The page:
Why you need to show you care
Have you ever had someone take a real interest in your personal success? How did that feel?
In my workshop on employee engagement, I sometimes lead an exercise where I ask people to share experiences of when they felt a boss, teacher, or coach was truly acting like a mentor and did things that showed how much they cared about their success. In many cases, people end up describing experiences through tears of joy and appreciation, sometimes bringing the whole crowd to tears in the process. Stories come out about mentors who encouraged people to leave their jobs and go back to school; or mentors who lobbied for a promotion for the person; or who lent them their car for an important appointment. Generous acts that show true care for the mentored person are rare in most work cultures, so when they happen they make a big impact. Sometimes the impact lasts forever.
We know from Gallup studies that one of the most important questions to which we want a positive answer is: “Does someone at work seem to care about me?” In fact, when someone answers five out of five to this question, there is only a one percent chance that they will be disengaged at work. These stats are interesting, but for us at Inclusion, there is only one reason to promote this kind of behaviour – it is because it is the right thing to do. It’s a reflection of our core value to “show you care in everything you do.”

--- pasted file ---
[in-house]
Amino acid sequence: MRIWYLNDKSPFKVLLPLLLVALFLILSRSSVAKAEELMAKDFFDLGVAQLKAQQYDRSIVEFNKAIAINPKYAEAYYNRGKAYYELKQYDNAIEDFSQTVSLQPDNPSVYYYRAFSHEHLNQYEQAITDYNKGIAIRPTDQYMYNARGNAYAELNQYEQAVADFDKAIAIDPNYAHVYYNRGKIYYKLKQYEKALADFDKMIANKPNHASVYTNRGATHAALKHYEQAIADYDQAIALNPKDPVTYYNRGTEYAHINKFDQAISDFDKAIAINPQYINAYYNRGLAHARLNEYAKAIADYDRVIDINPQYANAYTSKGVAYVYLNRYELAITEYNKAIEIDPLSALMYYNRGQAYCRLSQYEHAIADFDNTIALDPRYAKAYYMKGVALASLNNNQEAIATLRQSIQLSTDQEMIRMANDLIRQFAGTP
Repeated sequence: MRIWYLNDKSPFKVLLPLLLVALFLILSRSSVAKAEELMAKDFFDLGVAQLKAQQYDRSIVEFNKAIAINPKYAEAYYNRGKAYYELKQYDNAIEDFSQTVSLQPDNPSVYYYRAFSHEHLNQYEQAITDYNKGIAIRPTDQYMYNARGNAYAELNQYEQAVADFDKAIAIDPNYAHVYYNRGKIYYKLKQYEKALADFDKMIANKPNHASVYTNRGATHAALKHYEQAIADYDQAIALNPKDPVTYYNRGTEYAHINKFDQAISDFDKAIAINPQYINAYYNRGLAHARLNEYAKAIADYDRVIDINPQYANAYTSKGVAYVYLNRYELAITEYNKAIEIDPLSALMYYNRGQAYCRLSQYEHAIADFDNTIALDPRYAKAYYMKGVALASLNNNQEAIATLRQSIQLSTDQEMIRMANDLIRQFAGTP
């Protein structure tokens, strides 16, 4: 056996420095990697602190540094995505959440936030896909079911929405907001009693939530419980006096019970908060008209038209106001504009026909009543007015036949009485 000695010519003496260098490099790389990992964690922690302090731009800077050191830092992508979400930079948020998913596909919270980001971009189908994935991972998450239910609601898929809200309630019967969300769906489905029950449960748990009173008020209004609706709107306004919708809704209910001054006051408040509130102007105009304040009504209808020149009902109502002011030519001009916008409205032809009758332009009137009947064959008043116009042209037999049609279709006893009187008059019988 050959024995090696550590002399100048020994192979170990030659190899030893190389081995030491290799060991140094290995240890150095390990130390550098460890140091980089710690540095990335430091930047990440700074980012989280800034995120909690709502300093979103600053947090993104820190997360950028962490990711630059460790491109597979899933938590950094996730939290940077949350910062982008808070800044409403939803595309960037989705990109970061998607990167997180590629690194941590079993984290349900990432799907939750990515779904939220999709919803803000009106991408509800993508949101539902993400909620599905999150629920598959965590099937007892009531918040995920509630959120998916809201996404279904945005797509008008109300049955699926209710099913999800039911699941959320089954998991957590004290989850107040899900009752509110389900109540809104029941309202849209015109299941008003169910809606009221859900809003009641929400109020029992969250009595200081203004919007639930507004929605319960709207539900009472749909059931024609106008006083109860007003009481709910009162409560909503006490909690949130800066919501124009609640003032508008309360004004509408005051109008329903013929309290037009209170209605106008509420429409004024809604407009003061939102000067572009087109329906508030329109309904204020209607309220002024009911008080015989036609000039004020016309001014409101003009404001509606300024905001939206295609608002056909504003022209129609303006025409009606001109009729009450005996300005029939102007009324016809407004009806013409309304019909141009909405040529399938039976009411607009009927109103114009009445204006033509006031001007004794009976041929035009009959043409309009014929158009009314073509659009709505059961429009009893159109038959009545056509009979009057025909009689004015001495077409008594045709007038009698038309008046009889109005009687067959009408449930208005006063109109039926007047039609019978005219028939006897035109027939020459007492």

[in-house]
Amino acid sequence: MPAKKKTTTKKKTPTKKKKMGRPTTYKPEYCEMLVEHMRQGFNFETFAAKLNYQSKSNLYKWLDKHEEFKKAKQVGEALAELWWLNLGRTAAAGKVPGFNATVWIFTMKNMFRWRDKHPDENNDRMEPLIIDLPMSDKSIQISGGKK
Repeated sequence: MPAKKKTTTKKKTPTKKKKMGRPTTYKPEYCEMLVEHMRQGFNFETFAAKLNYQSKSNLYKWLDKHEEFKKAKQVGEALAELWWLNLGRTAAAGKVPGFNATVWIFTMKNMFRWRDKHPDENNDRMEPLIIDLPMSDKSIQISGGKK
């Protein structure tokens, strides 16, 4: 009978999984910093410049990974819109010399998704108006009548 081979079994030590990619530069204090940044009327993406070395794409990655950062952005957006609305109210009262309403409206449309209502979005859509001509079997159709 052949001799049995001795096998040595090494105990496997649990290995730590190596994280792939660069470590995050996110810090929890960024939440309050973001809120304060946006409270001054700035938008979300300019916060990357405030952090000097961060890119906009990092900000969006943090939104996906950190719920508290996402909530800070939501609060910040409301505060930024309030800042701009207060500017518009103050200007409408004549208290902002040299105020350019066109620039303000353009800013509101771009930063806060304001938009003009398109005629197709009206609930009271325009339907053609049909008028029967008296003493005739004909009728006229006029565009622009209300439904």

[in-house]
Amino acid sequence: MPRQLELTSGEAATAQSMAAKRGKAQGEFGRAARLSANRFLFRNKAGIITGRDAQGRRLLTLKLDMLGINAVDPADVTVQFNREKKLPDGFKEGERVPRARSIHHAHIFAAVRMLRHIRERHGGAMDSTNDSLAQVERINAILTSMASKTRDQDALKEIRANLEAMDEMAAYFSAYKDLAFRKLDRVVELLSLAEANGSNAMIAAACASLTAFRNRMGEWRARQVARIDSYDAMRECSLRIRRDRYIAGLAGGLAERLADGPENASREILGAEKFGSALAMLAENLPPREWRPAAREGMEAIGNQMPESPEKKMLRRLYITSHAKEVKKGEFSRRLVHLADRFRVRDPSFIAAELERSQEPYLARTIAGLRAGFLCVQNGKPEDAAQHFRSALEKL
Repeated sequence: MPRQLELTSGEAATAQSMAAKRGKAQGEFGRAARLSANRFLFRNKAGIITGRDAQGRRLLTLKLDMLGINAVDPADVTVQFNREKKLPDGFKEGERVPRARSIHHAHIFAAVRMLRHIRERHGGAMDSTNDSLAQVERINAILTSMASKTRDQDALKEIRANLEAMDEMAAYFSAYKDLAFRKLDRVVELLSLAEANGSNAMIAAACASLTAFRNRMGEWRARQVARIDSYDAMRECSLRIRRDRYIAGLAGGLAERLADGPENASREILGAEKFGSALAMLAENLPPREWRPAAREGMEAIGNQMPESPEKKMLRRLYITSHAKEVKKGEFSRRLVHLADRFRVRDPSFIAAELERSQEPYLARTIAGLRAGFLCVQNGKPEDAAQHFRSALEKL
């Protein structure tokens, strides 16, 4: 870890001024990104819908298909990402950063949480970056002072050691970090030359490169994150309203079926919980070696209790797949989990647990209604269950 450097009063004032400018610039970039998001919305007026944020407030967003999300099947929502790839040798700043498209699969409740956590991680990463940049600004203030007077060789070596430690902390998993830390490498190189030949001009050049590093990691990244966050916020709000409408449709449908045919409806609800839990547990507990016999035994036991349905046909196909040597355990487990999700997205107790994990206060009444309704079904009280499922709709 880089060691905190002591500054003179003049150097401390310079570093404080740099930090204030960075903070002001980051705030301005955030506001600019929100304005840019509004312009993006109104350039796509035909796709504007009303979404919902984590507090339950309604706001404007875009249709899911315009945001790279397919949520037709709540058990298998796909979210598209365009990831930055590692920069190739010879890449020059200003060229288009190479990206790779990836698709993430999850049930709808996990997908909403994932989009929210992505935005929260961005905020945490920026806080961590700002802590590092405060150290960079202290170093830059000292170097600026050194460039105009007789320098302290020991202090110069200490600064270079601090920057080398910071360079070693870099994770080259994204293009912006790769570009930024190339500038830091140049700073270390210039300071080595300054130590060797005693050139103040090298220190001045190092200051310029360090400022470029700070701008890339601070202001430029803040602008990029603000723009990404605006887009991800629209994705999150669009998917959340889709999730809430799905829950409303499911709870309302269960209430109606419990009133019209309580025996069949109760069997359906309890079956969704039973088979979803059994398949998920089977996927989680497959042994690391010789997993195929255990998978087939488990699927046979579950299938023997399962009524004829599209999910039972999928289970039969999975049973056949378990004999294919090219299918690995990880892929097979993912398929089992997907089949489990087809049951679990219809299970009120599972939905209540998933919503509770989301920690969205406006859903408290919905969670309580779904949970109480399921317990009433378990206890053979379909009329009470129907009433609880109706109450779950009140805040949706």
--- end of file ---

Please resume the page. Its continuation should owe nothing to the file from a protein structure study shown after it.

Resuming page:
Some tips for being an effective mentor:
- Hear and understand the personal goals and ambitions of each of your team members and help them to work towards them when possible. Personal touches like helping arrange a mortgage on a first house or finding a pediatrician for their new child are just as important as providing professional development opportunities.
- Push people to do the new things you see them ready to handle (you will likely see it before they will) and make sure they know it is okay to make a mistake. And make sure they know you will have their back.
- When situations arise when the best things for you or your company are in conflict with what’s best for the person you are mentoring, bite the bullet and do the right thing for the person –always. (At the same time, work with the person to try to make the effect on you and the organization as manageable as possible.)
- Challenge people’s thinking when you think they are heading in the wrong direction. If you think someone is “barking up the wrong tree” with their ambitions and desires, don’t be afraid to have them explain their thinking fully. They might see the light themselves, they might convince you of their course, or it might end with them still on a course you don’t see for them, but the discussion shows you care regardless and it helps you understand them better.
Personally, some of the most rewarding experiences in my work life have come from helping members of my team with their personal ambitions.
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